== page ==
August 29, 2005
A guy is riding his bike when a truck veers off the road and hits him. A passer-by calls 911, the biker is rushed to the emergency room, and after a few minutes a doctor pronounces him dead. Wanting to give it one last shot, another doctor takes out the defibrillator paddles and shocks him. Suddenly his heart starts beating again and everyone in the room yells at the original doctor, telling him how silly he was to have overreacted and how wrong he was about the biker being dead. Then, after 10 seconds the biker flat lines again, this time for good.
I feel like that original doctor today. I've been saying for the past month or so that the Twins were "done" and right now, at 68-62 and 5.5 games behind the Wild Card-leading Yankees, they are. They have too much ground to make up on too many teams, not enough time to do it, and their offense is simply not good enough to support the playoff-caliber pitching staff.
Yet for a very brief moment their heart started beating again. Just long enough to get hopes up, and just long enough for me to catch some flak for writing off the team. The funny thing is, if someone had taken a vacation to a deserted island the day Torii Hunter broke his ankle and returned to the civilized world this morning, they would have looked at the Twins' playoff chances upon their return and said, "Well, it looks like they were done after all."
We can still argue about whether or not they were "done" weeks ago (or whether or not I was "right"), and I'm sure we will. After all, maybe it'll take our minds off of just how disappointing this season has been and just how frustrating it is to watch the offense come up empty time after time. This pitching staff, from Johan Santana and Carlos Silva to Brad Radke and Kyle Lohse, deserves better, and it's been painful to watch the lineup be held in check by guys like Chris Young far too often this season.
Here are the Twins' current ranks among the 14 American League teams:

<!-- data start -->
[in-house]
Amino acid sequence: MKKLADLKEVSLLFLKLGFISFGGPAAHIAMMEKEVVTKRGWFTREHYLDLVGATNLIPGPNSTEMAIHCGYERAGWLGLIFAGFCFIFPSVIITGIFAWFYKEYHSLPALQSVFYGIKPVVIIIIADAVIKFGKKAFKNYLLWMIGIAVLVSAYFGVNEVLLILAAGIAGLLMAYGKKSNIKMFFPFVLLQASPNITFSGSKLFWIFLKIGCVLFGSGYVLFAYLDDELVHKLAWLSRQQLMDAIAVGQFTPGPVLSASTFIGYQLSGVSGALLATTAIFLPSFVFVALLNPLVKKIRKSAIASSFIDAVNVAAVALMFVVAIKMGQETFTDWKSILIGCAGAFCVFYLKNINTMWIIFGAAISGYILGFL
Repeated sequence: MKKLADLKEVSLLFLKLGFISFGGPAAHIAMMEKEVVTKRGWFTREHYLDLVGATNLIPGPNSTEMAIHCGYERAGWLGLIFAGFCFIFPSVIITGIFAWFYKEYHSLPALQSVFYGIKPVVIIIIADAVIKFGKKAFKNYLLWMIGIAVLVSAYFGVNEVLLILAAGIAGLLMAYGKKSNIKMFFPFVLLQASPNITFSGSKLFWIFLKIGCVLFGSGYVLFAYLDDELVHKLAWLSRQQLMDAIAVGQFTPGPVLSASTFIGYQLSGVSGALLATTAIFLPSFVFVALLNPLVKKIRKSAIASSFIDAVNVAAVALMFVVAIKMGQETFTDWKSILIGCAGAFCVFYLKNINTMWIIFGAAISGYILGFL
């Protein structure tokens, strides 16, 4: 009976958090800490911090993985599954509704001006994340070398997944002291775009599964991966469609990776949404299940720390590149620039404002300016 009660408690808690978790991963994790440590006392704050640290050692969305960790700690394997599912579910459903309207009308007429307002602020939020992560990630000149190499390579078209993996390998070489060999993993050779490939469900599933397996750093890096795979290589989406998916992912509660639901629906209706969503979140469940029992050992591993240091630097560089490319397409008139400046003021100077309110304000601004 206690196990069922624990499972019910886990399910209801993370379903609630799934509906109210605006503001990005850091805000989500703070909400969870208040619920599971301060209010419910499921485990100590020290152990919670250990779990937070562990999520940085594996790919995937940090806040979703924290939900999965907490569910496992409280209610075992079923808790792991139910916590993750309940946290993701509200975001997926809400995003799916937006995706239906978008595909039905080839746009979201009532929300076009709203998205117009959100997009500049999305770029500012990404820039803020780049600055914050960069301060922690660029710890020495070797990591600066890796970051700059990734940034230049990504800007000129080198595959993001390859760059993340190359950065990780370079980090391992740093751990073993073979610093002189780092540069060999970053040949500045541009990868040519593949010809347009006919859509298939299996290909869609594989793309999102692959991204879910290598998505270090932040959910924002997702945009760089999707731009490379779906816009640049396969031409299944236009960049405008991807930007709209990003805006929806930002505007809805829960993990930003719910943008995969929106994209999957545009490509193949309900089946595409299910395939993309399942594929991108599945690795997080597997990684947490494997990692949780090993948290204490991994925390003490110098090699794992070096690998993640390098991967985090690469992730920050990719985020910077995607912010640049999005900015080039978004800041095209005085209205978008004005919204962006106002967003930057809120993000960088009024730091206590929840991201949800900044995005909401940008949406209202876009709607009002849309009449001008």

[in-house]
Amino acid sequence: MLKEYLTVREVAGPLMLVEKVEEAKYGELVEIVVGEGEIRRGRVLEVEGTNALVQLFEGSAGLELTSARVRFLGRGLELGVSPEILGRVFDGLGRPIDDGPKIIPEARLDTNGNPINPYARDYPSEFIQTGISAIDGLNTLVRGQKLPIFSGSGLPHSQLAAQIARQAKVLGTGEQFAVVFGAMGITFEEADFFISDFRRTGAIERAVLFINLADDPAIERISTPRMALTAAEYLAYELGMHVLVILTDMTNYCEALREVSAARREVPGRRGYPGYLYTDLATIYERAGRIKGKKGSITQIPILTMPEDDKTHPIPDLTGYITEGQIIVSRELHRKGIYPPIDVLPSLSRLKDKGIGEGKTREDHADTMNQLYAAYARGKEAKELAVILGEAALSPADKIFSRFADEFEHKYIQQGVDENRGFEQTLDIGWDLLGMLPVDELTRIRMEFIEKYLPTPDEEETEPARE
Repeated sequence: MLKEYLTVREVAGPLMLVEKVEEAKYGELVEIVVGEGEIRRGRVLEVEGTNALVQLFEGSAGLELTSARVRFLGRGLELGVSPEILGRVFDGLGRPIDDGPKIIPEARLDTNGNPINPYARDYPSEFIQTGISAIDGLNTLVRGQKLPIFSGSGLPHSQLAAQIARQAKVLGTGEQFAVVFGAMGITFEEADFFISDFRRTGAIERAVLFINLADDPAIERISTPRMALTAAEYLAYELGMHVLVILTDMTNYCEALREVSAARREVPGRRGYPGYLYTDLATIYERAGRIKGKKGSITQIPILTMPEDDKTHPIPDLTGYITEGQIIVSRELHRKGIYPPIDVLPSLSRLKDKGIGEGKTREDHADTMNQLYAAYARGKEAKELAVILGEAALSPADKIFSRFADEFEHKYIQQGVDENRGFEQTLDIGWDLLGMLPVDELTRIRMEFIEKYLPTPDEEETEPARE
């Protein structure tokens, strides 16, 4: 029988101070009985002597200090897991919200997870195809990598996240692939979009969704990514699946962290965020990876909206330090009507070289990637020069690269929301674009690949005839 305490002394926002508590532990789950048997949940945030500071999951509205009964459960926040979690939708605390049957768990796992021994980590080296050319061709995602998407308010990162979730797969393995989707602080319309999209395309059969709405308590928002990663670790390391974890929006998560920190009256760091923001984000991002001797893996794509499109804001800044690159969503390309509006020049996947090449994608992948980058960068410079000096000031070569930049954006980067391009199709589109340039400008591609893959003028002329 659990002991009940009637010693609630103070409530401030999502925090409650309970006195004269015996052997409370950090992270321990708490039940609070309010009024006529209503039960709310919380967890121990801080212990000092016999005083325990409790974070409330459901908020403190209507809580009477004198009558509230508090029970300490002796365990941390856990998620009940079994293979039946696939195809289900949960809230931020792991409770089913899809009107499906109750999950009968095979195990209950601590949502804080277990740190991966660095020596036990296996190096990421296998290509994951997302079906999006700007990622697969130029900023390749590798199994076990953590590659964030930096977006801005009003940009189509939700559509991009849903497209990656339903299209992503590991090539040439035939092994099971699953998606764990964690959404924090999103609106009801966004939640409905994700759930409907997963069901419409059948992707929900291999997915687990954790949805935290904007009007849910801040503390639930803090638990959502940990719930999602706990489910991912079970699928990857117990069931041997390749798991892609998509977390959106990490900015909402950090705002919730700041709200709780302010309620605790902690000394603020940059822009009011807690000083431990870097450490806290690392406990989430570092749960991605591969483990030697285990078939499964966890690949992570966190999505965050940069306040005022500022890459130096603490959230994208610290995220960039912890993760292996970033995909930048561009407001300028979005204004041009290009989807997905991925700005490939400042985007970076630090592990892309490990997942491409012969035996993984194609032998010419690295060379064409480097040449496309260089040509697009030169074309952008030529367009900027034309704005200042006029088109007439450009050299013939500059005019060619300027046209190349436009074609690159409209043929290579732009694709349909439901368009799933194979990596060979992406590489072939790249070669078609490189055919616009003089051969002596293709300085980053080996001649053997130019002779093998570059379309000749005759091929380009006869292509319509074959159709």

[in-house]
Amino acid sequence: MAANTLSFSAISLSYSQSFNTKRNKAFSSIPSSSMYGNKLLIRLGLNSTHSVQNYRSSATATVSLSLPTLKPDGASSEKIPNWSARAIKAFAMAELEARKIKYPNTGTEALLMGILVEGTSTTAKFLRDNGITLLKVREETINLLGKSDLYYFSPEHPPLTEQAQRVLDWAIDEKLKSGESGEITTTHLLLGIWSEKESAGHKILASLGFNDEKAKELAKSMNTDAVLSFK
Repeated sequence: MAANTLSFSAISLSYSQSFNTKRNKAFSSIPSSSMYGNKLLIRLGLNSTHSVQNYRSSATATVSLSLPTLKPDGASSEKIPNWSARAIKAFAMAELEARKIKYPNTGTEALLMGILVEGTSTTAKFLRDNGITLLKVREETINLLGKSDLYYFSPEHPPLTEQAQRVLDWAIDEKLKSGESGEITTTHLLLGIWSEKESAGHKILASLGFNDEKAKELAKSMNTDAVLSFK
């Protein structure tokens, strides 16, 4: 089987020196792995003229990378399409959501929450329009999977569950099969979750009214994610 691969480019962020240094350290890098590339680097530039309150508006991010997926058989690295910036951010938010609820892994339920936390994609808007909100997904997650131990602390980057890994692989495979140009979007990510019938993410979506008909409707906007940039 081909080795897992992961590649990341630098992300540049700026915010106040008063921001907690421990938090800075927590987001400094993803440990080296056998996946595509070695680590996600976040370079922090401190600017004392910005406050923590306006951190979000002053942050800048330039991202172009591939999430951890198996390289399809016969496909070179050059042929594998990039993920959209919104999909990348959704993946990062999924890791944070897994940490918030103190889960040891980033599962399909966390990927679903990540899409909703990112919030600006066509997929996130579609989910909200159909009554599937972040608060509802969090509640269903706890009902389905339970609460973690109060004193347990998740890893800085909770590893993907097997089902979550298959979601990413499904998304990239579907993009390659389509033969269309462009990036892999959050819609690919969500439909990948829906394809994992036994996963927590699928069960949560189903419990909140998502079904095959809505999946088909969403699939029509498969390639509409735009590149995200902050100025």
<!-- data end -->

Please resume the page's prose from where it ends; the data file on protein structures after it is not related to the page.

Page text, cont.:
Runs Per Game 13th
Batting Average 11th
On-Base Percentage 11th
Slugging Percentage 12th
Ground-to-Fly Ratio 14th
Double Plays 12th
At-Bats/Home Run 13th
Extra-Base Hits 13th
Isolated Power 13th
Line Drive % 14th
Only the lowly Royals have less power than the Twins, and no team in the AL hits a higher percentage of their balls on the ground or a lower percentage of line drives. They also don't hit for average or get on base, and when they do get a runner on they've hit into the third-most double plays in the league.
And on that depressing note, here's an excerpt from my "News, Notes and Quotes" column over at The Hardball Times today:
It's a shame the Minnesota Twins can't score any runs this season, because Johan Santana is making a second-half run that looks an awful lot like the amazing stretch he put together on his way to winning the American League Cy Young last season. After shutting down the Rangers yesterday afternoon, in Texas—where they average a league-leading 6.0 runs per game at home—Santana now has a 1.54 ERA and 52-to-10 strikeout-to-walk ratio in nine second-half starts. Dating back to 2003, Santana has the following extraordinary numbers after the All-Star break:
GS IP ERA W L SO BB
38 255.0 1.94 27 2 269 57
That includes second-half records of 8-1 in 2003 and 13-0 last season, plus this year's 6-1 mark since the break. He may not be Mr. October, but Santana is definitely Mr. July, August, and September. Unfortunately, while he was holding the Rangers to one run over seven innings, the Twins' lineup was held scoreless. They finally scratched out a run in the eighth—single, sacrifice bunt, ground out, single—to tie the game at 1-1, which at least gave Santana a no-decision instead of a loss when the Rangers eventually won the game 2-1 with a run off reliever Jesse Crain in the bottom of the ninth.
Had Santana been given a few runs to work with, he would have improved to 7-1 since the All-Star break and 14-6 on the season. Instead, he's stuck on 13 wins while guys like Bartolo Colon make a charge toward the magic 20-win mark. Regardless of whether or not Santana ends up as the most valuable pitcher in the AL this season, he's going to have a very difficult time getting the votes necessary from the win-obsessed Baseball Writers Association of America to repeat as the league's Cy Young winner.
Santana has started 14 games this season in which he's either gotten a loss or a no-decision, and he is 0-6 with a 4.67 ERA in those 14 starts. To put that in some context, Rodrigo Lopez of the Orioles has a 4.61 ERA on the season ... and he's 13-7. In fact, a total of 14 big-league pitchers—Lopez, Jeremy Bonderman, Tim Wakefield, Jeff Weaver, Jeff Francis, Chan Ho Park, Jason Schmidt, Matt Clement, C.C. Sabathia, David Wells, Jamie Moyer, Gil Meche, Bronson Arroyo, Horacio Ramirez—have at least 10 wins and a winning record with an ERA of 4.25 or higher.
Now, Santana has certainly had a few clunkers this season—either three or four in 27 starts, depending on your definition of "clunker"—but the point is that he has had to be nearly flawless just to squeeze out a win. Twice he's lost despite giving up just two runs (once in eight innings, once in seven innings) because the Twins' lineup was held to one run each time. In his eight no-decisions, Santana has averaged seven innings a start with a 3.60 ERA and he has nothing to show for it.
Today at The Hardball Times:
- News, Notes and Quotes (August 29, 2005) (by Aaron Gleeman)